North Macedonia declares 30-day state of emergency over energy crisis

The government declared a 30-day energy crisis on Tuesday.
The government declared a 30-day energy crisis on Tuesday. Copyright AP Photo/Michael Probst, File
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North Macedonia's government said it would provide emergency funding for state companies to import the necessary fuel.


North Macedonia has declared a 30-day state of emergency over fuel and electricity shortages.

The government said on Tuesday that it would provide emergency funding for state energy suppliers to import enough supplies for production plants to cover the country’s power needs.

Economy Minister Kreshik Bekteshi said the decision was due to "reduced domestic production capacities" and a global increase in electricity prices.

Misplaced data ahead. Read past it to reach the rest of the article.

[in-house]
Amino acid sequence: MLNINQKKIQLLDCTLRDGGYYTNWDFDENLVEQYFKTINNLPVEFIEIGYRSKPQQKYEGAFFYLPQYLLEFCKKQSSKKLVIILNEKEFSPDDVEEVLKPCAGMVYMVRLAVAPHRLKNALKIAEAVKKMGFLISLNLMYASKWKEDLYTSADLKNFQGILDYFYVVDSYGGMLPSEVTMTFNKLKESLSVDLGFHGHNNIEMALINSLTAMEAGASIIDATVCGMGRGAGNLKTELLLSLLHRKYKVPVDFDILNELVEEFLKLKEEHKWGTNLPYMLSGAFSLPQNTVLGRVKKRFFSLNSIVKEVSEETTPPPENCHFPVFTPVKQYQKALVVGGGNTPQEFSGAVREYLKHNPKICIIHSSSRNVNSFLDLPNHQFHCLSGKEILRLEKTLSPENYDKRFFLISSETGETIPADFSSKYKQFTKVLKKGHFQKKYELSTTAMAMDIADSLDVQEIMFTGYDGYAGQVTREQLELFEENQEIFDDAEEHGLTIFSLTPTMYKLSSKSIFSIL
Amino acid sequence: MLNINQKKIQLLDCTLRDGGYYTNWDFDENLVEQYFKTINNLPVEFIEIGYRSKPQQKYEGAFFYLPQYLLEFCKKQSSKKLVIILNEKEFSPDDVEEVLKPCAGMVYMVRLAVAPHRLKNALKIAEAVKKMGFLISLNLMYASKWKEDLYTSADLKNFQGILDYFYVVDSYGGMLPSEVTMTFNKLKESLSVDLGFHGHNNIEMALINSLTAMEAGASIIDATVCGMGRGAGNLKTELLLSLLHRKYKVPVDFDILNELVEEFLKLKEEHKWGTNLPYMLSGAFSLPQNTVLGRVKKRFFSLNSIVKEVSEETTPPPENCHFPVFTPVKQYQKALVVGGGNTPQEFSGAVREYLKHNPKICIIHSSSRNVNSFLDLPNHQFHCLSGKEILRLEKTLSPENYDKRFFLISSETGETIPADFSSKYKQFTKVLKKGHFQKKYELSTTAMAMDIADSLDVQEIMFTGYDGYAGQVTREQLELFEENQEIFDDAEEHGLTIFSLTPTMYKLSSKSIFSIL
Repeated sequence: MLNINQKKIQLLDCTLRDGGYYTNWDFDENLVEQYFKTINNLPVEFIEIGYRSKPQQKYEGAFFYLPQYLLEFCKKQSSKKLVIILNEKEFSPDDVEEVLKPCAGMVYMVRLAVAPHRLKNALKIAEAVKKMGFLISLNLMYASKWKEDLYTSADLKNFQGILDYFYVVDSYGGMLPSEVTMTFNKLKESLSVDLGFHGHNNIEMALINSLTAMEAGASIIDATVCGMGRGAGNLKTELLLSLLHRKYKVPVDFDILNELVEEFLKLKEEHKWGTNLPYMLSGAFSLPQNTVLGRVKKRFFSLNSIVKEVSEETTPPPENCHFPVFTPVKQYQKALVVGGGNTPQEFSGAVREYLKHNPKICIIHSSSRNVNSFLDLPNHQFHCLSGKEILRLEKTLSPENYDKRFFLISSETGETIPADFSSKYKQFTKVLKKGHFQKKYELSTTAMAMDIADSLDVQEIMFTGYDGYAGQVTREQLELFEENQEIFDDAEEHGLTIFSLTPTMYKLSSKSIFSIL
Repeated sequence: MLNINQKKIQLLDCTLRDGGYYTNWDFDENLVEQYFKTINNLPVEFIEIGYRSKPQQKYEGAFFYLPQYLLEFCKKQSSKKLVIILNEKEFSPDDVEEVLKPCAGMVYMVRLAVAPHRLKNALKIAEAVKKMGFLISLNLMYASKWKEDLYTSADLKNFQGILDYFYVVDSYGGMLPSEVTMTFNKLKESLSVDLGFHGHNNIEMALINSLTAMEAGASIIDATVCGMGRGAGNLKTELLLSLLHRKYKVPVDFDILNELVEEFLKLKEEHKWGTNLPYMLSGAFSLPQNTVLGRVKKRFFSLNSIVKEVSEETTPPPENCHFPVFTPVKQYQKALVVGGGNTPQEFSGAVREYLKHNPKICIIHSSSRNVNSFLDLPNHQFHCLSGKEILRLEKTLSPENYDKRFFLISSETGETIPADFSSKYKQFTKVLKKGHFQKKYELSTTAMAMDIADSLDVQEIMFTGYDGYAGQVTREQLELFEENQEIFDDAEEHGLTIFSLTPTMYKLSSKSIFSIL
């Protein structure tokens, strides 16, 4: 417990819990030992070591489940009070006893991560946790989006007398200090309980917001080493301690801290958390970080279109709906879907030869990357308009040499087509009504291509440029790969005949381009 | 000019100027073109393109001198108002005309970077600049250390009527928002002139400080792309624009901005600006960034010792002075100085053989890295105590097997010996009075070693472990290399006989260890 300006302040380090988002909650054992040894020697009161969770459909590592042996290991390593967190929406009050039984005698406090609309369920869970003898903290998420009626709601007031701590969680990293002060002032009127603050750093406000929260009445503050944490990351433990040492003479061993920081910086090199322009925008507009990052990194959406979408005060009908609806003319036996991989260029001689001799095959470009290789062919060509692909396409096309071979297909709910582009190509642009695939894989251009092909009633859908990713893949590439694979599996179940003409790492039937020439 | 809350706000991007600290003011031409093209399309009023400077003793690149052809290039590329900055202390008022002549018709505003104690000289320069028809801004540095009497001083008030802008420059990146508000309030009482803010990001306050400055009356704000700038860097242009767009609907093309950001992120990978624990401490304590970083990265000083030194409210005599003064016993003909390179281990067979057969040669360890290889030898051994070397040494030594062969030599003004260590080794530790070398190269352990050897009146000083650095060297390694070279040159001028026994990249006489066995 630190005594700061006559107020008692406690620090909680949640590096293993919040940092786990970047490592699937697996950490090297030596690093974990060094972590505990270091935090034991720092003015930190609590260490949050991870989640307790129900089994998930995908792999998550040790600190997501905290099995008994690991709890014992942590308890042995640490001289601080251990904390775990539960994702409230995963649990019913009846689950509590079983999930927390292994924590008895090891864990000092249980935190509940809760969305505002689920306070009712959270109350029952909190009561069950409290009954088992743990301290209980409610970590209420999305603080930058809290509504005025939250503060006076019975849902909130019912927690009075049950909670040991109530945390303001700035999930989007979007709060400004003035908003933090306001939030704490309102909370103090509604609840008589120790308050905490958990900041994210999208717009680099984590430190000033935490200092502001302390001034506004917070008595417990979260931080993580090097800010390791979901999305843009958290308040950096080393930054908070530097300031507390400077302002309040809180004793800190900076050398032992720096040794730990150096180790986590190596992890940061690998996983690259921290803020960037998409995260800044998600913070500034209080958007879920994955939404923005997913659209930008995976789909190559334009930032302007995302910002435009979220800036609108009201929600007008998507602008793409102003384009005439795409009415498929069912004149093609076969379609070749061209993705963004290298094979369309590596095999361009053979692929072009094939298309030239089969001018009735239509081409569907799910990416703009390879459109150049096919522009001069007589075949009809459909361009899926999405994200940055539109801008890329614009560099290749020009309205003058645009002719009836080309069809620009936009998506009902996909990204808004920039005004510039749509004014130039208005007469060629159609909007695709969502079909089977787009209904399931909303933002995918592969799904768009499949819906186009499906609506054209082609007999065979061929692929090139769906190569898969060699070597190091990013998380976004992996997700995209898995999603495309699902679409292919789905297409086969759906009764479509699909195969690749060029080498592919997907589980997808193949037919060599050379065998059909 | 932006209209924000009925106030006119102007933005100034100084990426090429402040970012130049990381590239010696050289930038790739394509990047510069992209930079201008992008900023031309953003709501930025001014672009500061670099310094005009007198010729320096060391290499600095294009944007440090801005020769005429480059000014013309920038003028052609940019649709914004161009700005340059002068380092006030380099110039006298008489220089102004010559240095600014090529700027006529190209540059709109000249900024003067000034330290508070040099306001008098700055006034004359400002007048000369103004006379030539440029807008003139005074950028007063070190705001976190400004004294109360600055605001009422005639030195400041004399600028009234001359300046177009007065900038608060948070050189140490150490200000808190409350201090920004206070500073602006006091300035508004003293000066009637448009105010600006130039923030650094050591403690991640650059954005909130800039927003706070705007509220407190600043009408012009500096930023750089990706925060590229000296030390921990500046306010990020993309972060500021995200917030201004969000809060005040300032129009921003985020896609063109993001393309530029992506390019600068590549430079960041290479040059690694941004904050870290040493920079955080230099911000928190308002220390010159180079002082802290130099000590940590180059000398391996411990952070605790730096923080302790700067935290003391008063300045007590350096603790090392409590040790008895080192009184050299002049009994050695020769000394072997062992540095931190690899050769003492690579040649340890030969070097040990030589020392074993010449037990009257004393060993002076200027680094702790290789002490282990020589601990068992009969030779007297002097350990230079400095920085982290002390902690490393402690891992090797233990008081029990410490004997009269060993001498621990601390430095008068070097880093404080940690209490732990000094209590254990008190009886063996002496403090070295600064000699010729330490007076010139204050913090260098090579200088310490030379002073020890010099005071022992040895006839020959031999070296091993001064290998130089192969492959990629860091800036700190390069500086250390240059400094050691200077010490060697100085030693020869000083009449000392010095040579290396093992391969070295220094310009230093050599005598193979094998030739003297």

The government would provide €65 million to the MEPSO electricity company and two other enterprises to pay for electricity, coal, and oil imports, he said.

Bekteshi also promised that "there will be no restrictive measures." But authorities have warned that there may be an electricity bill increase for domestic consumers in January.

MEPSO's director Kustrim Ramadani had recently warned that North Macedonia faced an energy crisis because it "consumes twice as much as it produces".

The small Balkan country produces about 88% of its electricity from domestic sources, mostly through coal-fired plants. More than 97% of total coal consumption is used to generate electricity.

Authorities have recently opened tenders for the urgent import of 1.2 million tons of coal needed for North Macedonia’s power plants.

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